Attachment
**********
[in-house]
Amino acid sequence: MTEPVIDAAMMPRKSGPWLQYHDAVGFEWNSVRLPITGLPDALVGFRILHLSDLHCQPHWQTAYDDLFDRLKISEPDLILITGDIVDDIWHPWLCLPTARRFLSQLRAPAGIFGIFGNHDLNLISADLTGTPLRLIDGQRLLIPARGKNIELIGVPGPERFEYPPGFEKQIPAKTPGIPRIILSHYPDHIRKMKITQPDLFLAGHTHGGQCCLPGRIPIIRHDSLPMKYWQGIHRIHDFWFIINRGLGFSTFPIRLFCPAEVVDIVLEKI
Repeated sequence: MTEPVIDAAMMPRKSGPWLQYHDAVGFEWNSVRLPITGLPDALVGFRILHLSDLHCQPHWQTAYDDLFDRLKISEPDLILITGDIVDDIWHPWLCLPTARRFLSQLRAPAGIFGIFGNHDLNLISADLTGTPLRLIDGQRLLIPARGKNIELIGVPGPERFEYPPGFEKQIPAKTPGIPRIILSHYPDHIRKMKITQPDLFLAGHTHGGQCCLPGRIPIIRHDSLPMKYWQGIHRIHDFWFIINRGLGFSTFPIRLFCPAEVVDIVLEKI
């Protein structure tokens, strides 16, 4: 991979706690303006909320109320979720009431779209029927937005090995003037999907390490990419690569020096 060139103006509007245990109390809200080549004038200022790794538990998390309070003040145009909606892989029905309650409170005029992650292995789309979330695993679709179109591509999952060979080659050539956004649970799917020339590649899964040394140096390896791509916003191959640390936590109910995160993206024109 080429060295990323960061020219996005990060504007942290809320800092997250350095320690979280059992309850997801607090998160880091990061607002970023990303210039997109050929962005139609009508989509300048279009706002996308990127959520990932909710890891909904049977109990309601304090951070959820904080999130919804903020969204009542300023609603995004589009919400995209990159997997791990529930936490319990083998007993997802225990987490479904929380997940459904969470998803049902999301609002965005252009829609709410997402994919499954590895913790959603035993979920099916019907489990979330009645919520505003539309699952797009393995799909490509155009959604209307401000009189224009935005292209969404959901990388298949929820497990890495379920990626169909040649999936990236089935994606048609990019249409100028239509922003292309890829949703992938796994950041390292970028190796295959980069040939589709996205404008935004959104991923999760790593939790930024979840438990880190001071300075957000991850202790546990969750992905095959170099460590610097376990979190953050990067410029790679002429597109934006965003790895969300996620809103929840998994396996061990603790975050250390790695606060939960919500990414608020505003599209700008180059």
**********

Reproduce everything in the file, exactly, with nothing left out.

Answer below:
[in-house]
Amino acid sequence: MTEPVIDAAMMPRKSGPWLQYHDAVGFEWNSVRLPITGLPDALVGFRILHLSDLHCQPHWQTAYDDLFDRLKISEPDLILITGDIVDDIWHPWLCLPTARRFLSQLRAPAGIFGIFGNHDLNLISADLTGTPLRLIDGQRLLIPARGKNIELIGVPGPERFEYPPGFEKQIPAKTPGIPRIILSHYPDHIRKMKITQPDLFLAGHTHGGQCCLPGRIPIIRHDSLPMKYWQGIHRIHDFWFIINRGLGFSTFPIRLFCPAEVVDIVLEKI
Repeated sequence: MTEPVIDAAMMPRKSGPWLQYHDAVGFEWNSVRLPITGLPDALVGFRILHLSDLHCQPHWQTAYDDLFDRLKISEPDLILITGDIVDDIWHPWLCLPTARRFLSQLRAPAGIFGIFGNHDLNLISADLTGTPLRLIDGQRLLIPARGKNIELIGVPGPERFEYPPGFEKQIPAKTPGIPRIILSHYPDHIRKMKITQPDLFLAGHTHGGQCCLPGRIPIIRHDSLPMKYWQGIHRIHDFWFIINRGLGFSTFPIRLFCPAEVVDIVLEKI
């Protein structure tokens, strides 16, 4: 991979706690303006909320109320979720009431779209029927937005090995003037999907390490990419690569020096 060139103006509007245990109390809200080549004038200022790794538990998390309070003040145009909606892989029905309650409170005029992650292995789309979330695993679709179109591509999952060979080659050539956004649970799917020339590649899964040394140096390896791509916003191959640390936590109910995160993206024109 080429060295990323960061020219996005990060504007942290809320800092997250350095320690979280059992309850997801607090998160880091990061607002970023990303210039997109050929962005139609009508989509300048279009706002996308990127959520990932909710890891909904049977109990309601304090951070959820904080999130919804903020969204009542300023609603995004589009919400995209990159997997791990529930936490319990083998007993997802225990987490479904929380997940459904969470998803049902999301609002965005252009829609709410997402994919499954590895913790959603035993979920099916019907489990979330009645919520505003539309699952797009393995799909490509155009959604209307401000009189224009935005292209969404959901990388298949929820497990890495379920990626169909040649999936990236089935994606048609990019249409100028239509922003292309890829949703992938796994950041390292970028190796295959980069040939589709996205404008935004959104991923999760790593939790930024979840438990880190001071300075957000991850202790546990969750992905095959170099460590610097376990979190953050990067410029790679002429597109934006965003790895969300996620809103929840998994396996061990603790975050250390790695606060939960919500990414608020505003599209700008180059």